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The Gold Rush Is Here & Talent Have Never Had More Leverage

To say that sports gambling has improved the fortunes for big names in media would be akin to declaring that a Stop sign is red. Gee, ya think?

Ryan Glasspiegel

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In my estimation, the sea change began in 2015. Bill Simmons and Colin Cowherd exited ESPN within months of each other. For different reasons, both had fractious splits with the Mothership. Amidst doubts from some in the industry as to whether they’d remain relevant or disappear, they leveraged personal audiences that platforms like Twitter, Instagram, and YouTube had suddenly made portable to prove that prosperity was attainable outside ESPN. Not only that, they stayed relevant in the conversation. Six years later, as content has continued to fragment and the gambling behemoths have entered the chat, the paradigm has fully shifted to favor top talents in sports media in a manner that is truly unprecedented. 

To get to where we are now, you have to think about the landscape in 2015. Some talents had big leverage — ESPN had to pay big to keep a lot of its roster from going to upstarts like NBCSN and FS1 — but it was nothing like it is today. Regardless of money, ESPN had the distinct advantage of the very real possibility that you could get lost if you left. Stephen A. Smith, now arguably the face of ESPN, had exited the company only to return after he never totally found his niche at Fox Sports Radio. Michelle Beadle left for NBCSN in 2013, the network canceled her show The Crossover after about seven months, and she too returned to ESPN the very next year.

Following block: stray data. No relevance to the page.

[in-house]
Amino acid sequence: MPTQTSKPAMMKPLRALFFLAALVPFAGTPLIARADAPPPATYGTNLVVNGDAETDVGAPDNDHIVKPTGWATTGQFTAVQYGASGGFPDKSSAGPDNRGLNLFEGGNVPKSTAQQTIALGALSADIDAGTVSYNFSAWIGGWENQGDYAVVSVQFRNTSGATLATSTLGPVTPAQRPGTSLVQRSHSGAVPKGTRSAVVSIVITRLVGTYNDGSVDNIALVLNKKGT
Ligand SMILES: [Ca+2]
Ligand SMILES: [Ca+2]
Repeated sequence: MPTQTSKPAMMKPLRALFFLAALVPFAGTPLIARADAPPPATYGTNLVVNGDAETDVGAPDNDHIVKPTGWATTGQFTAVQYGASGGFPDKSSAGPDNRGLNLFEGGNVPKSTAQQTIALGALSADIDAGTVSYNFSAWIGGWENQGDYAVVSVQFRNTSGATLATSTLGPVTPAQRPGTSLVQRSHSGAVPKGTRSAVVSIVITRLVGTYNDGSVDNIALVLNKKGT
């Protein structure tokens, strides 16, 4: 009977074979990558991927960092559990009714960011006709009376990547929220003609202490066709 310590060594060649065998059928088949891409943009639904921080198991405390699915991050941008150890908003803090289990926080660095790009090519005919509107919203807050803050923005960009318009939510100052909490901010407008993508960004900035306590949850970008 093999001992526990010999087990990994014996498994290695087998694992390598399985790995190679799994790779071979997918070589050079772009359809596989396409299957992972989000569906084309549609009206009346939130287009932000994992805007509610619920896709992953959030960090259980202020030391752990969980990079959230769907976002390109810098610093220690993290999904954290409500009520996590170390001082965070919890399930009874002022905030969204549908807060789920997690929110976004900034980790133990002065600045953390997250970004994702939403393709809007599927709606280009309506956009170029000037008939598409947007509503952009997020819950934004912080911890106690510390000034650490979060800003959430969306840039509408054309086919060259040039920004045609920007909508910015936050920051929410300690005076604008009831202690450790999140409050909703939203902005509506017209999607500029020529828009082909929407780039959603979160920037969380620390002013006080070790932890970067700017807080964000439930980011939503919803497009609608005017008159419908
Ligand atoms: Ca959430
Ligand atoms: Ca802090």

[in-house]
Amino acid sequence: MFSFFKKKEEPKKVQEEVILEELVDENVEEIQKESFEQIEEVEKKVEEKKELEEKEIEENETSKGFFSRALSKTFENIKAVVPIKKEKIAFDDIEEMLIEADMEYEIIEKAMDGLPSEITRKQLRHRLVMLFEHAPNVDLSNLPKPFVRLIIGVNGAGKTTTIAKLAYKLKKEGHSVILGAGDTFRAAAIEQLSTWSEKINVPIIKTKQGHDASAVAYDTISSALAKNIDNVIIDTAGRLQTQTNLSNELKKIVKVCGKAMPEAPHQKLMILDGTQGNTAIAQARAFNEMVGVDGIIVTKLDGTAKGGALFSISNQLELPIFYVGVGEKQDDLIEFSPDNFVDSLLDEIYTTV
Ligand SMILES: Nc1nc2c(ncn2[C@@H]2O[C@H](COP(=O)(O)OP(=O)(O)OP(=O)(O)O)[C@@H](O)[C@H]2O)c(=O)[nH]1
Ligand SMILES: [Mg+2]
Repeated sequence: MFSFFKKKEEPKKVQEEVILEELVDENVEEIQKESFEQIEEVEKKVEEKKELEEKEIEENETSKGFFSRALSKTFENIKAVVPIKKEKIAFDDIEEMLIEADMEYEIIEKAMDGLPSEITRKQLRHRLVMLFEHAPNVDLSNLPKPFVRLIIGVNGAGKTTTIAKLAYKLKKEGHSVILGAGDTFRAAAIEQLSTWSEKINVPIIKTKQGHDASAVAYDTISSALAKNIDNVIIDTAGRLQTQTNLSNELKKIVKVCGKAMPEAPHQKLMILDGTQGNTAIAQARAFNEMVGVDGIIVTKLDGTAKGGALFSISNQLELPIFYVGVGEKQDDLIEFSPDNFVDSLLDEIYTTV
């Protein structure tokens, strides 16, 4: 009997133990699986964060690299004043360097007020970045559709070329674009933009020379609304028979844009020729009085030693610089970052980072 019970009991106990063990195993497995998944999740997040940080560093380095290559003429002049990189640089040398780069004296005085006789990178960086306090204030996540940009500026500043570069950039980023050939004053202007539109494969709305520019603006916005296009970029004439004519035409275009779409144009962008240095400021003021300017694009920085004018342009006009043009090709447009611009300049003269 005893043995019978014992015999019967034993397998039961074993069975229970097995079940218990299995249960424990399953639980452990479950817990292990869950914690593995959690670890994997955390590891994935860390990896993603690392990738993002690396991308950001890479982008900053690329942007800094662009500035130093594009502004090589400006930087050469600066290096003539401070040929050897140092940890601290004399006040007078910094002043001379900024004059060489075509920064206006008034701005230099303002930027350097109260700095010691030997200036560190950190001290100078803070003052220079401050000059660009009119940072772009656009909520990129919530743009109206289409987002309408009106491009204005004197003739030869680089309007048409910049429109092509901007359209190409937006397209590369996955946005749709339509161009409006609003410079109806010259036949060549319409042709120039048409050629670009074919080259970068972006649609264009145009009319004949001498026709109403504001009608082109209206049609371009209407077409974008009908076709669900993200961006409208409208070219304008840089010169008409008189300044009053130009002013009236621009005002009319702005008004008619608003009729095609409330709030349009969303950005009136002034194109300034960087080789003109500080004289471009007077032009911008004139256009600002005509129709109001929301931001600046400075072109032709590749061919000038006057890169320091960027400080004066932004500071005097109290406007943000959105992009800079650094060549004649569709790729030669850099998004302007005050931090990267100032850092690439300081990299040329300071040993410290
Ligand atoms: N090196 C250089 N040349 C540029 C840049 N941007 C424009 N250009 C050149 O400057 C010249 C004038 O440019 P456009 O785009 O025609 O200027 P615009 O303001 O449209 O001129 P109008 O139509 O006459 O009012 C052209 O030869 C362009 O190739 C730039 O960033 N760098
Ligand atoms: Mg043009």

Michelle Beadle Sexy Pics | Twitter Bikini Photos | Get Up ESPN

Yes, Dan Patrick and Rich Eisen had and continue to have considerable success away from the Four Letters, but you have to remember that for a long time they were viewed as outliers. For most others who departed ESPN, even if they continued to have fine careers financially, there was less ‘glow’ on their work. In a business where the size of the audience that you reach has a lot of psychic implications on talents’ own sense of self-worth, this is not insignificant. 

As I’ve written a couple of times, Dan Le Batard was amongst those who cautioned against Simmons, Cowherd, and Skip Bayless leaving ESPN. He talked about the magnificent audience reach they were yielding. He warned they would get lost. In what wound up being very fortunate as it pertains to his own circumstances, Le Batard has probably never been more wrong. 

And it wasn’t just Simmons and Cowherd who succeeded at new destinations. Many who have left ESPN since 2015 — Jason Whitlock, Will Cain, Jemele Hill, Michael Smith, Emmanuel Acho, Tom Rinaldi, and we could go on for paragraphs — thrive financially and with visibility of their work.